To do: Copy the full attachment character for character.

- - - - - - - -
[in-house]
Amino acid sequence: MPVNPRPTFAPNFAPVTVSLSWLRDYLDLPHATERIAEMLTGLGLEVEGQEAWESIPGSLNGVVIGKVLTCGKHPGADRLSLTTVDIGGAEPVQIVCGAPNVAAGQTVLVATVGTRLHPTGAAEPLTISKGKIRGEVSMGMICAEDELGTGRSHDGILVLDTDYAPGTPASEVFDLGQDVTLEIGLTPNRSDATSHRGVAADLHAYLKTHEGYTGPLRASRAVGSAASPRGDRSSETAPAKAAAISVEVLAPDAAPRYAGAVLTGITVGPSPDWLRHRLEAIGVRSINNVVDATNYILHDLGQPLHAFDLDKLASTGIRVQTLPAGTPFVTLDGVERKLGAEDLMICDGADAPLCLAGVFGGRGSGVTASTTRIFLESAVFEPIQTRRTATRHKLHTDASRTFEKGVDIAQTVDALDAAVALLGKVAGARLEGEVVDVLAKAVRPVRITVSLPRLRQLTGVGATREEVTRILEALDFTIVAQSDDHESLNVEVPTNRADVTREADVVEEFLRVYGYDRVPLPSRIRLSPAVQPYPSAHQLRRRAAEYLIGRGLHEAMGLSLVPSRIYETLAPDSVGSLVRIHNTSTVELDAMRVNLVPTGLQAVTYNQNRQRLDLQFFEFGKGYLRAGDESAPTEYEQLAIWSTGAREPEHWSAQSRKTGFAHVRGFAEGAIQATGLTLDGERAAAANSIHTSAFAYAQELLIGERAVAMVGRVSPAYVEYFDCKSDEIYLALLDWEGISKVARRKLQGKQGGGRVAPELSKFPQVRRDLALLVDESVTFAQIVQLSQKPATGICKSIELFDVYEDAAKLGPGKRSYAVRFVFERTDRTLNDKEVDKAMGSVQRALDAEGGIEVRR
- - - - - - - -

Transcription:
[in-house]
Amino acid sequence: MPVNPRPTFAPNFAPVTVSLSWLRDYLDLPHATERIAEMLTGLGLEVEGQEAWESIPGSLNGVVIGKVLTCGKHPGADRLSLTTVDIGGAEPVQIVCGAPNVAAGQTVLVATVGTRLHPTGAAEPLTISKGKIRGEVSMGMICAEDELGTGRSHDGILVLDTDYAPGTPASEVFDLGQDVTLEIGLTPNRSDATSHRGVAADLHAYLKTHEGYTGPLRASRAVGSAASPRGDRSSETAPAKAAAISVEVLAPDAAPRYAGAVLTGITVGPSPDWLRHRLEAIGVRSINNVVDATNYILHDLGQPLHAFDLDKLASTGIRVQTLPAGTPFVTLDGVERKLGAEDLMICDGADAPLCLAGVFGGRGSGVTASTTRIFLESAVFEPIQTRRTATRHKLHTDASRTFEKGVDIAQTVDALDAAVALLGKVAGARLEGEVVDVLAKAVRPVRITVSLPRLRQLTGVGATREEVTRILEALDFTIVAQSDDHESLNVEVPTNRADVTREADVVEEFLRVYGYDRVPLPSRIRLSPAVQPYPSAHQLRRRAAEYLIGRGLHEAMGLSLVPSRIYETLAPDSVGSLVRIHNTSTVELDAMRVNLVPTGLQAVTYNQNRQRLDLQFFEFGKGYLRAGDESAPTEYEQLAIWSTGAREPEHWSAQSRKTGFAHVRGFAEGAIQATGLTLDGERAAAANSIHTSAFAYAQELLIGERAVAMVGRVSPAYVEYFDCKSDEIYLALLDWEGISKVARRKLQGKQGGGRVAPELSKFPQVRRDLALLVDESVTFAQIVQLSQKPATGICKSIELFDVYEDAAKLGPGKRSYAVRFVFERTDRTLNDKEVDKAMGSVQRALDAEGGIEVRR